While modern society has given us enormous advancements to continue working and playing beyond the setting sun, such changes to our day/night rhythms may make us more prone to depression.

This reveal comes courtesy of a new study published in Molecular Psychiatry that links light pollution with an increase in major depressive disorder. Researchers used female hamsters (since females, both rodent and human, are more likely to suffer from depression) and exposed them to different sources of bright and dim lights; with the latter typical of light pollution found in urban areas.

After four weeks of this exposure, the hamsters were producing more TNF – a protein secreted in response to injury or inflammation. Released consistently, that alone could play a role in increased risk for depression. The researchers also noted that melatonin, a powerful antioxidant and “synchronizer” of our biological clocks, was suppressed.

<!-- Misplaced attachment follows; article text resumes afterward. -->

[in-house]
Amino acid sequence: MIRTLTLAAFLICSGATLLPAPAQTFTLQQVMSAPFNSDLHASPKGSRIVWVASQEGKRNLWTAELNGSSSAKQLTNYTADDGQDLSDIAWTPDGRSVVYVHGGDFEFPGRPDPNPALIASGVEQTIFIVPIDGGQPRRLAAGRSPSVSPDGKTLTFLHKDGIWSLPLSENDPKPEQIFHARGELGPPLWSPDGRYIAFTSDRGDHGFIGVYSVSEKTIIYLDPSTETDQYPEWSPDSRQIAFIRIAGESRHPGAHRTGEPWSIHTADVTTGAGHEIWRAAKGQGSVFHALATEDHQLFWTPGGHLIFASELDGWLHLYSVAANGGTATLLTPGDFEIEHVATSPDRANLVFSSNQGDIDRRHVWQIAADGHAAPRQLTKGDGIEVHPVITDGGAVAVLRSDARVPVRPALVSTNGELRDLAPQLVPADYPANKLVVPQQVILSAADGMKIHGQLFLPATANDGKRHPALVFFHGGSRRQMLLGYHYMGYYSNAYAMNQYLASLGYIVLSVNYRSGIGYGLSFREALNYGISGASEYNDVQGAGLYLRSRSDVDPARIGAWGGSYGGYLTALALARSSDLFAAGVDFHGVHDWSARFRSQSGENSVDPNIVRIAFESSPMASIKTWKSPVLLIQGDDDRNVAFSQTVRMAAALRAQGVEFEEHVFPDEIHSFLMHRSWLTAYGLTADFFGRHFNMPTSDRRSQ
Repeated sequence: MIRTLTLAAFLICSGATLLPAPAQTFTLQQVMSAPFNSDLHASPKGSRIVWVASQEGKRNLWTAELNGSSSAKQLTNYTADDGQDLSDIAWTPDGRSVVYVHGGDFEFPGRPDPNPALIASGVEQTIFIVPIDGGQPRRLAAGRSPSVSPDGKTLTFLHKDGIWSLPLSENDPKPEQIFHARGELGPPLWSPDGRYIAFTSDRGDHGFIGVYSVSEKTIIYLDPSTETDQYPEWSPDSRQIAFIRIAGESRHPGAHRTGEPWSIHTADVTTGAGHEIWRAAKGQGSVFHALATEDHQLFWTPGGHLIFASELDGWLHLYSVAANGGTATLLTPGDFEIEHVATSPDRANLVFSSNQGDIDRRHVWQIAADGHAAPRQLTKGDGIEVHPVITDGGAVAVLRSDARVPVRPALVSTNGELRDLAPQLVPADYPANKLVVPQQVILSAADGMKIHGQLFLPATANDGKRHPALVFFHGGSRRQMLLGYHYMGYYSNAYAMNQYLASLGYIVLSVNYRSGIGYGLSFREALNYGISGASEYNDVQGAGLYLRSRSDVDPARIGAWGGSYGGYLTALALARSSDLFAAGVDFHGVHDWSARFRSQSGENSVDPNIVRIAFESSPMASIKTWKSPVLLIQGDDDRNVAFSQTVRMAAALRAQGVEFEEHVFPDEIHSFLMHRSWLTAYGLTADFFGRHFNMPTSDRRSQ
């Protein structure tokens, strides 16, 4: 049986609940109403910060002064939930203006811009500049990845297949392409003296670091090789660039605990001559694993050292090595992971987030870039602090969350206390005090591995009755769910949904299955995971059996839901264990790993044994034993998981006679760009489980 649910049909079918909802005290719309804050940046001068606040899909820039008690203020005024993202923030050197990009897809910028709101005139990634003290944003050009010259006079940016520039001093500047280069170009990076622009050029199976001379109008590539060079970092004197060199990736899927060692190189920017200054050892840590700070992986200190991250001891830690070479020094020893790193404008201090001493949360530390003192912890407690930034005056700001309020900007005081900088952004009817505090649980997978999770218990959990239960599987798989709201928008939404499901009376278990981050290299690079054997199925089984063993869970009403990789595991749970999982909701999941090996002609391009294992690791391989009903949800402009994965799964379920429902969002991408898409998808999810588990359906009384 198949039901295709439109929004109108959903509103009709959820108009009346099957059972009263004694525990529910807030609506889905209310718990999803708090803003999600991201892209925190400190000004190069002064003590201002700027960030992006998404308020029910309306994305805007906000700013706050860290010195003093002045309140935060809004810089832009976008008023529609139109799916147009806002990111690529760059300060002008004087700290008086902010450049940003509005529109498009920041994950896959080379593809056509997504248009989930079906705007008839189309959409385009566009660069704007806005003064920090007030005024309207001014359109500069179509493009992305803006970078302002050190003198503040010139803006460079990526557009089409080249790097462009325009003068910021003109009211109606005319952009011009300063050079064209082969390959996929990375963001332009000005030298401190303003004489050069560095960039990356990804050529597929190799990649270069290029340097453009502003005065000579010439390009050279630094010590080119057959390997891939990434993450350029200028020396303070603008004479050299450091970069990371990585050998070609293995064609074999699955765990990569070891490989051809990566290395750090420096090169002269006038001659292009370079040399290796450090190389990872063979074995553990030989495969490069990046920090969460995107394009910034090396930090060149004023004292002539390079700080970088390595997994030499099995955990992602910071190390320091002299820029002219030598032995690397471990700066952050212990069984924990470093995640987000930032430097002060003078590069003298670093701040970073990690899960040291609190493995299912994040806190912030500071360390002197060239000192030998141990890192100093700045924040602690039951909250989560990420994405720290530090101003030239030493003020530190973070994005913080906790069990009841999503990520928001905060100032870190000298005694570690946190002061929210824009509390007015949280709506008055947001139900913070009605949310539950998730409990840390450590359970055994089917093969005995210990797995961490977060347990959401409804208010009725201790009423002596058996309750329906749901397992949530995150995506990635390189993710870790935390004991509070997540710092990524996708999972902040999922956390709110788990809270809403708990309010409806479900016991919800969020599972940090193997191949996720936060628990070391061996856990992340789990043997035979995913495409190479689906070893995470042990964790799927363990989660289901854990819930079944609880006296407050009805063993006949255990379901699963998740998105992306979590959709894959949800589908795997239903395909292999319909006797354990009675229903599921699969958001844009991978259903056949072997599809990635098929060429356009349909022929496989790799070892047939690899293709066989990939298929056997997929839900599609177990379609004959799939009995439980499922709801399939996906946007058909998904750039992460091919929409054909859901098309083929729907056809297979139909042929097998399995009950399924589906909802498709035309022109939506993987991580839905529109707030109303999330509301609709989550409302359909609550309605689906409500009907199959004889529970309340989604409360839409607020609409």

“The results we found in hamsters are consistent with what we know about depression in humans,” Tracy Bedrosian, the first author the on the new study, told reporters.

The good news is that by simply minimizing the amount of dim light at night, the hamsters biological functions returned to normal levels. So turning off that iPad, television, or bright light above your head a bit earlier could help. For urban dwellers, light-block curtains might also help.

The researchers found that 8 full hours of darkness daily appeared to do the trick.

You can read the full study here – preferably during the daytime hours.